The move away from HCFC-22 continues to increase. Its tenure in the refrigeration sector was a relatively short one, as alternatives such as HFC-404A and HFC-507 soon caught on.

In its more familiar use for the residential air conditioning market, 22 is finding itself increasingly replaced, primarily by another HFC, according to several industry officials.

“The best choice of refrigerants for residential air conditioning systems is R-410A,” said Bill Walter, manager of Industry Relations for Carrier Corp. “That is the way the industry is going to go.”

At a recent ASHRAE climate change seminar, Walter stated that R-22 may be the present choice, but he wanted to clarify that it will not be down the road. Walter noted that, as of 2010, R-22 cannot be used in any new equipment. He said the phaseout of 22 would impact the hvac industry as early as 2006.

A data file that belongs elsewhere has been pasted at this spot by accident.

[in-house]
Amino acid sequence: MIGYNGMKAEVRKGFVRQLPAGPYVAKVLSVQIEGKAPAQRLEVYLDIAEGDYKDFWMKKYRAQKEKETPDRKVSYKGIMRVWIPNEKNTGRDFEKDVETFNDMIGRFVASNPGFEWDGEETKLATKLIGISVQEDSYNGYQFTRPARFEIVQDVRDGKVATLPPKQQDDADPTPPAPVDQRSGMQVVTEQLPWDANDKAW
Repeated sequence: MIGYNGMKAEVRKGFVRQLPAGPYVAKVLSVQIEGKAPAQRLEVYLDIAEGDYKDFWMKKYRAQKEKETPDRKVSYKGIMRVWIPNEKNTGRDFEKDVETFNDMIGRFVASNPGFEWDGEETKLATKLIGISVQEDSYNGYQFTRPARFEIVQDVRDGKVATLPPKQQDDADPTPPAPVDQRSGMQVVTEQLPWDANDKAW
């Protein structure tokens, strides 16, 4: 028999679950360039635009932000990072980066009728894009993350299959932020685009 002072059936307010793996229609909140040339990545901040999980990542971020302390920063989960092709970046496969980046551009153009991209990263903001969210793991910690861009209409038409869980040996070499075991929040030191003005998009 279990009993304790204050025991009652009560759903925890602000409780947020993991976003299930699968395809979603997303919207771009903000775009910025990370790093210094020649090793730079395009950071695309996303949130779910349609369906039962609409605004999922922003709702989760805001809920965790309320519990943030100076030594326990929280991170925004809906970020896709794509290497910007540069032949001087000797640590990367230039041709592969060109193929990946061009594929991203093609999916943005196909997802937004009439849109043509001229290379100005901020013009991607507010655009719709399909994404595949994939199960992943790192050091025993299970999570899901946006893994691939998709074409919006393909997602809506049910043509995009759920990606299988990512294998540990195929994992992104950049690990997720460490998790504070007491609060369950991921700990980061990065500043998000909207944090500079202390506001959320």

Carrier has been one of the leaders in the push toward 410A. It showed one of its 410A Puron™ refrigerant residential units at an AHR Expo six years ago. According to senior product manager Andrea Dopp, as HCFCs are phased out, “the price of R-22 refrigerant is rising and the supply shrinking. This makes Puron-based equipment a sound, long-term hvac investment for home and building owners.”


Carrier began pilot testing Puron units in 1995 and introduced the first three units in 1998. Since then, Carrier has installed 250,000 Puron units in the residential market. Half of the company’s air conditioning residential deluxe line is being manufactured with Puron refrigerant, according to company officials. The company is moving toward manufacturing all of its residential split systems with Puron in an effort to phase out products manufactured with HCFC refrigerants.

In fact, most of the major unitary manufacturers are now producing units using R-410A.

“It may not be a high percentage [of installations] right now, but over the next three to 10 years, that percentage is going to increase dramatically,” predicted Walter.

Carrier officials noted the units now are used in both upscale and tract housing. The company reported that Ryland Homes was the first national homebuilder to install Puron refrigerant products exclusively. The initial project involved such units at the Lost Creek Ranch development near Dallas, TX.